You are invited to join us for an exclusive one-day excursion to visit two extraordinary historic houses overlooking the majestic Hudson River near Rhinebeck, New York.
WILDERSTEIN is the country home near Rhinebeck that we will visit in the morning. Built in 1888 in the Queen Anne style for Robert Bowne Suckley and his wife Elizabeth Philips, the house greatly enlarged an 1852 Italianate house constructed for Suckley’s father Thomas. One could refer to the somewhat similar history of Ventfort, the Italianate Lenox “cottage” built in the 1850s for Ogden Haggerty and his family, and replaced by Ventfort Hall in 1893.
The renovated Wilderstein was the design of Poughkeepsie architect Arnout Cannon, soaring to include a third floor, multi-gabled attic and a dramatic five-story circular tower with commanding views of the surrounding landscape. The fanciful asymmetrical roof line of the house was complimented by the addition of an imposing porte cochere and a generous verandah (again, Ventfort Hall could be brought to mind). Five of the principal rooms on the first floor were designed by Joseph Burr Tiffany, a younger cousin of Louis Comfort Tiffany.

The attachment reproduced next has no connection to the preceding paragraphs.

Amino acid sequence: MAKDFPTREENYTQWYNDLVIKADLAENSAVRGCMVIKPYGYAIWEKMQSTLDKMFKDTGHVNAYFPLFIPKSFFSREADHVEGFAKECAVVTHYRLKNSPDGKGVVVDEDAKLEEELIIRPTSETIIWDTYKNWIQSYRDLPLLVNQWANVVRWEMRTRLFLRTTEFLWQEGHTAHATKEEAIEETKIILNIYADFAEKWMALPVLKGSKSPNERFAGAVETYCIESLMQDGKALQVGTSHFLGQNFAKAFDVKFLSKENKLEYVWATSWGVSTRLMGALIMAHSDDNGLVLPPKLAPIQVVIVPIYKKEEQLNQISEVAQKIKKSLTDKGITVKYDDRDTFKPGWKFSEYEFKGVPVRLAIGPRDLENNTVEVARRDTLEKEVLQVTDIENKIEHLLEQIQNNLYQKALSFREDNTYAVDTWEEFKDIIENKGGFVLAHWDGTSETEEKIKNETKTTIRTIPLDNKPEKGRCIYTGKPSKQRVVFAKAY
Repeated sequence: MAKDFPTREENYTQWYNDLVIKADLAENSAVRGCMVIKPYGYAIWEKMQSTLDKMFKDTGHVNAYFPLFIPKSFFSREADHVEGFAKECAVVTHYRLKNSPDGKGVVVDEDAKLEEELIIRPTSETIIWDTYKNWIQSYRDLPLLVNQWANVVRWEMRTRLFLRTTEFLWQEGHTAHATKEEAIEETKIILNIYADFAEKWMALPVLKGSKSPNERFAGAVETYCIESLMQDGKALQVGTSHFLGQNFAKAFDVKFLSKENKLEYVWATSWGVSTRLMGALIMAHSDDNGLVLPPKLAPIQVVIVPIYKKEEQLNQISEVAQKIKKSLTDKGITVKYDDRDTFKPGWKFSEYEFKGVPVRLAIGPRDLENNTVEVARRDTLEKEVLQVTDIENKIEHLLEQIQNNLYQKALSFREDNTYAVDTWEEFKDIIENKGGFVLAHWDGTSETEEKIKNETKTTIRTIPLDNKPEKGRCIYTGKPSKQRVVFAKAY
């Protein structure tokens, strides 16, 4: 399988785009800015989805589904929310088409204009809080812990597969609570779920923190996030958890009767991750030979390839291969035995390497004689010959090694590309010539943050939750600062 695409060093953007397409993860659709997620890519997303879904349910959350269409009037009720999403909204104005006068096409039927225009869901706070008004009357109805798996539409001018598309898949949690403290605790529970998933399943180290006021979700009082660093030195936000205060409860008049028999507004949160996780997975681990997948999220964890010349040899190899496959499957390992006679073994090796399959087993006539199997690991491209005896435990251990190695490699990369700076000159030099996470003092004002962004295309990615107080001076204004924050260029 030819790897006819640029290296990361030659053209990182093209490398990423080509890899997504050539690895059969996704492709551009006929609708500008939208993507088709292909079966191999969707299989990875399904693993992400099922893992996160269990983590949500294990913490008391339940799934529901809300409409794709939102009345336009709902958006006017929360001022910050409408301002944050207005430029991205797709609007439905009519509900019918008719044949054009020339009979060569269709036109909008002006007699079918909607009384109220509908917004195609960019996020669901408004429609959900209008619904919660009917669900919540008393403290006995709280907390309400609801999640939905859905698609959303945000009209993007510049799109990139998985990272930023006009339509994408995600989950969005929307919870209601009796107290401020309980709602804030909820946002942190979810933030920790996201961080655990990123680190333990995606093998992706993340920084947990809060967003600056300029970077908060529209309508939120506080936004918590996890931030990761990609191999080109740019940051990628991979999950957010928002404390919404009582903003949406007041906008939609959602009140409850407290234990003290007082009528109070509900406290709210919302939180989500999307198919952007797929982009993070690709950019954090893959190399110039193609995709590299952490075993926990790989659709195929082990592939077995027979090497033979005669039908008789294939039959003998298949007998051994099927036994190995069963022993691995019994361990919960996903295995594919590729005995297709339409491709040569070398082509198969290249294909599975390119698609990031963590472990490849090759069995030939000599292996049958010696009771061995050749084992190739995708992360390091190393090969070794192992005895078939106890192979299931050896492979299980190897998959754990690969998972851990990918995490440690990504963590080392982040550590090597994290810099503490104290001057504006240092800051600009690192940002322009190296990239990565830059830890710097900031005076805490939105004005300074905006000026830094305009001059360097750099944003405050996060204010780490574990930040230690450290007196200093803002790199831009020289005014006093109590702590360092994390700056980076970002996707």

The books, letters, photographs, furniture, paintings, art objects and china amassed by three generations of Suckleys are of great interest to both scholars and visitors. The last resident of Wilderstein was Margaret (Daisy) Suckley. A distant cousin and confidante of Franklin Delano Roosevelt, Miss Suckley traveled extensively with FDR during his presidency, gave him his famous Scottish terrier Fala and helped to establish his library in Hyde Park. The letters they exchanged, which were discovered in a battered suitcase at Wilderstein, provide one of the best resources for understanding Roosevelt’s private life.
EDGEWATER at nearby Barrytown dates from 1825 and combines classical architecture with a dramatic setting, built on a small peninsula facing the Hudson and the Catskill Mountains beyond. With its Doric columns, high ceilings and tall windows, the mansion seems more suited to a Southern climate than the Hudson Valley. The design of the house may possibly have been provided by Robert Mills, Charleston’s leading architect at the time.